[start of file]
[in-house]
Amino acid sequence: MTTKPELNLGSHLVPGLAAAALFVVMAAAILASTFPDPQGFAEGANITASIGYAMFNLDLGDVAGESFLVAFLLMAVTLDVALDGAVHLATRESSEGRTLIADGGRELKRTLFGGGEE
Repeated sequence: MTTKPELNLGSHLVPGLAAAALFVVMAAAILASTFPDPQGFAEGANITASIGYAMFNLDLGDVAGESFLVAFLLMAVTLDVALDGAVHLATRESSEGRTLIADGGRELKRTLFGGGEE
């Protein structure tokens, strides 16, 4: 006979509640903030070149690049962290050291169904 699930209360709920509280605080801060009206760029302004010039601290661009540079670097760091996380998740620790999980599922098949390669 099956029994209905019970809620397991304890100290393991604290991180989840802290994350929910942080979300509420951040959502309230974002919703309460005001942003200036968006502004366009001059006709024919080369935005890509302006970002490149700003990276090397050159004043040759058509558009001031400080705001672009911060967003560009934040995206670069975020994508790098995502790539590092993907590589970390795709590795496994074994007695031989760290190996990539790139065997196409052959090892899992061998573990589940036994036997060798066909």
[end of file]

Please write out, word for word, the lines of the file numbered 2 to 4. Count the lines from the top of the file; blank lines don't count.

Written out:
Amino acid sequence: MTTKPELNLGSHLVPGLAAAALFVVMAAAILASTFPDPQGFAEGANITASIGYAMFNLDLGDVAGESFLVAFLLMAVTLDVALDGAVHLATRESSEGRTLIADGGRELKRTLFGGGEE
Repeated sequence: MTTKPELNLGSHLVPGLAAAALFVVMAAAILASTFPDPQGFAEGANITASIGYAMFNLDLGDVAGESFLVAFLLMAVTLDVALDGAVHLATRESSEGRTLIADGGRELKRTLFGGGEE
């Protein structure tokens, strides 16, 4: 006979509640903030070149690049962290050291169904 699930209360709920509280605080801060009206760029302004010039601290661009540079670097760091996380998740620790999980599922098949390669 099956029994209905019970809620397991304890100290393991604290991180989840802290994350929910942080979300509420951040959502309230974002919703309460005001942003200036968006502004366009001059006709024919080369935005890509302006970002490149700003990276090397050159004043040759058509558009001031400080705001672009911060967003560009934040995206670069975020994508790098995502790539590092993907590589970390795709590795496994074994007695031989760290190996990539790139065997196409052959090892899992061998573990589940036994036997060798066909």